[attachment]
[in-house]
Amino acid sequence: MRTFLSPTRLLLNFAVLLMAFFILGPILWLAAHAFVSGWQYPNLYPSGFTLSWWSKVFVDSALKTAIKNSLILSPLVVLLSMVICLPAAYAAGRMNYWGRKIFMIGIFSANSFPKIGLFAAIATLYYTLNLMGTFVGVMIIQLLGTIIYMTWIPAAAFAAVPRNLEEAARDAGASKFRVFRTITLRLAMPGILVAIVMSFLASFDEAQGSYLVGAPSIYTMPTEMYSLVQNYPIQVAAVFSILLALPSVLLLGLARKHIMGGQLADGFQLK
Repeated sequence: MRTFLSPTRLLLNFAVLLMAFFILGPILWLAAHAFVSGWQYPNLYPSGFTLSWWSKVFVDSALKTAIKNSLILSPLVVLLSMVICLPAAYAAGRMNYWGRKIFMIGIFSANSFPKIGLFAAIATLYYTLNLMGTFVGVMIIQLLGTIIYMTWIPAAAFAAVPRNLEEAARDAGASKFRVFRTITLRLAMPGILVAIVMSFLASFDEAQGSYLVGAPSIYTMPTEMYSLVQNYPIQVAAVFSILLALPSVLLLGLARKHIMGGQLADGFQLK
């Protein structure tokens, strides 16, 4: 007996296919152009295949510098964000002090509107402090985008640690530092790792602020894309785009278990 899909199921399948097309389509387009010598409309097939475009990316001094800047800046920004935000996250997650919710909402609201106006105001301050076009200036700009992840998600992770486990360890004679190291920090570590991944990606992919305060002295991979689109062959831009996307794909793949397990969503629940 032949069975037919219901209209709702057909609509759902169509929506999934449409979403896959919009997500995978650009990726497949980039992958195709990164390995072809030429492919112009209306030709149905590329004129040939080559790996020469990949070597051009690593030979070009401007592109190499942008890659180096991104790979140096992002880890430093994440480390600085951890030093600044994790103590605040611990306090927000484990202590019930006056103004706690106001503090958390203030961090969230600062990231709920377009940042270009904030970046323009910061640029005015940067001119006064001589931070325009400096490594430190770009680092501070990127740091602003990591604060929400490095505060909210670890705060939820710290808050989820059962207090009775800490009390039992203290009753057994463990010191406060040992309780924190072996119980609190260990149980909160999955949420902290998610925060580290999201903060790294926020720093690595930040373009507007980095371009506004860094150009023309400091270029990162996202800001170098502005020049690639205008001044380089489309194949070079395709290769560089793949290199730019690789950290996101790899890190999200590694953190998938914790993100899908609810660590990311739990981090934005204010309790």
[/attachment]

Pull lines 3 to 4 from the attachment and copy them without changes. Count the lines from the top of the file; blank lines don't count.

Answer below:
Repeated sequence: MRTFLSPTRLLLNFAVLLMAFFILGPILWLAAHAFVSGWQYPNLYPSGFTLSWWSKVFVDSALKTAIKNSLILSPLVVLLSMVICLPAAYAAGRMNYWGRKIFMIGIFSANSFPKIGLFAAIATLYYTLNLMGTFVGVMIIQLLGTIIYMTWIPAAAFAAVPRNLEEAARDAGASKFRVFRTITLRLAMPGILVAIVMSFLASFDEAQGSYLVGAPSIYTMPTEMYSLVQNYPIQVAAVFSILLALPSVLLLGLARKHIMGGQLADGFQLK
């Protein structure tokens, strides 16, 4: 007996296919152009295949510098964000002090509107402090985008640690530092790792602020894309785009278990 899909199921399948097309389509387009010598409309097939475009990316001094800047800046920004935000996250997650919710909402609201106006105001301050076009200036700009992840998600992770486990360890004679190291920090570590991944990606992919305060002295991979689109062959831009996307794909793949397990969503629940 032949069975037919219901209209709702057909609509759902169509929506999934449409979403896959919009997500995978650009990726497949980039992958195709990164390995072809030429492919112009209306030709149905590329004129040939080559790996020469990949070597051009690593030979070009401007592109190499942008890659180096991104790979140096992002880890430093994440480390600085951890030093600044994790103590605040611990306090927000484990202590019930006056103004706690106001503090958390203030961090969230600062990231709920377009940042270009904030970046323009910061640029005015940067001119006064001589931070325009400096490594430190770009680092501070990127740091602003990591604060929400490095505060909210670890705060939820710290808050989820059962207090009775800490009390039992203290009753057994463990010191406060040992309780924190072996119980609190260990149980909160999955949420902290998610925060580290999201903060790294926020720093690595930040373009507007980095371009506004860094150009023309400091270029990162996202800001170098502005020049690639205008001044380089489309194949070079395709290769560089793949290199730019690789950290996101790899890190999200590694953190998938914790993100899908609810660590990311739990981090934005204010309790």